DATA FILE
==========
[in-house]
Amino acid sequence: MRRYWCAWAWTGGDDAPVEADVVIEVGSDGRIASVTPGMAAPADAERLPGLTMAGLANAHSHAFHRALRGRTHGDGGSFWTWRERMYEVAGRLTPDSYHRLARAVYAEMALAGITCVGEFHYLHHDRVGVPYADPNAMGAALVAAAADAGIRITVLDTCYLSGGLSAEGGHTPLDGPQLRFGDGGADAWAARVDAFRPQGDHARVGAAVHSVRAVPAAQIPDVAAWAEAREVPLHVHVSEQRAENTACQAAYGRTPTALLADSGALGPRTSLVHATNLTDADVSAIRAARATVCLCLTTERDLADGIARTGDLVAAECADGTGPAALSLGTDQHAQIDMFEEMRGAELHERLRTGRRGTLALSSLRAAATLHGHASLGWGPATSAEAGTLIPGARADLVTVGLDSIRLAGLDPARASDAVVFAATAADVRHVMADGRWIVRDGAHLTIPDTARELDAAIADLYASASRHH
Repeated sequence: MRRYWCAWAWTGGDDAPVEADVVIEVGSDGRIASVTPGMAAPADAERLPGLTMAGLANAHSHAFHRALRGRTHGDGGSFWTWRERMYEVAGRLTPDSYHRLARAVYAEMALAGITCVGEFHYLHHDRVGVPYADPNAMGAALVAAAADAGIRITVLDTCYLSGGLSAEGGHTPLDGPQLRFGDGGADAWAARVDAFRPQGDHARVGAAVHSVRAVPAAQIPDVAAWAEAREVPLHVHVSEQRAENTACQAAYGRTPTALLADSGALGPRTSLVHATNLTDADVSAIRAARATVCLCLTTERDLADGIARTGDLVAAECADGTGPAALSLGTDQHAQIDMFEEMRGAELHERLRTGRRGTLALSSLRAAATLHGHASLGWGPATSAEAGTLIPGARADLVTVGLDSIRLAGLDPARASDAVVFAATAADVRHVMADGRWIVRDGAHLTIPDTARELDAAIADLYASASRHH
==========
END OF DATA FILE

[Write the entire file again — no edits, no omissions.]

[in-house]
Amino acid sequence: MRRYWCAWAWTGGDDAPVEADVVIEVGSDGRIASVTPGMAAPADAERLPGLTMAGLANAHSHAFHRALRGRTHGDGGSFWTWRERMYEVAGRLTPDSYHRLARAVYAEMALAGITCVGEFHYLHHDRVGVPYADPNAMGAALVAAAADAGIRITVLDTCYLSGGLSAEGGHTPLDGPQLRFGDGGADAWAARVDAFRPQGDHARVGAAVHSVRAVPAAQIPDVAAWAEAREVPLHVHVSEQRAENTACQAAYGRTPTALLADSGALGPRTSLVHATNLTDADVSAIRAARATVCLCLTTERDLADGIARTGDLVAAECADGTGPAALSLGTDQHAQIDMFEEMRGAELHERLRTGRRGTLALSSLRAAATLHGHASLGWGPATSAEAGTLIPGARADLVTVGLDSIRLAGLDPARASDAVVFAATAADVRHVMADGRWIVRDGAHLTIPDTARELDAAIADLYASASRHH
Repeated sequence: MRRYWCAWAWTGGDDAPVEADVVIEVGSDGRIASVTPGMAAPADAERLPGLTMAGLANAHSHAFHRALRGRTHGDGGSFWTWRERMYEVAGRLTPDSYHRLARAVYAEMALAGITCVGEFHYLHHDRVGVPYADPNAMGAALVAAAADAGIRITVLDTCYLSGGLSAEGGHTPLDGPQLRFGDGGADAWAARVDAFRPQGDHARVGAAVHSVRAVPAAQIPDVAAWAEAREVPLHVHVSEQRAENTACQAAYGRTPTALLADSGALGPRTSLVHATNLTDADVSAIRAARATVCLCLTTERDLADGIARTGDLVAAECADGTGPAALSLGTDQHAQIDMFEEMRGAELHERLRTGRRGTLALSSLRAAATLHGHASLGWGPATSAEAGTLIPGARADLVTVGLDSIRLAGLDPARASDAVVFAATAADVRHVMADGRWIVRDGAHLTIPDTARELDAAIADLYASASRHH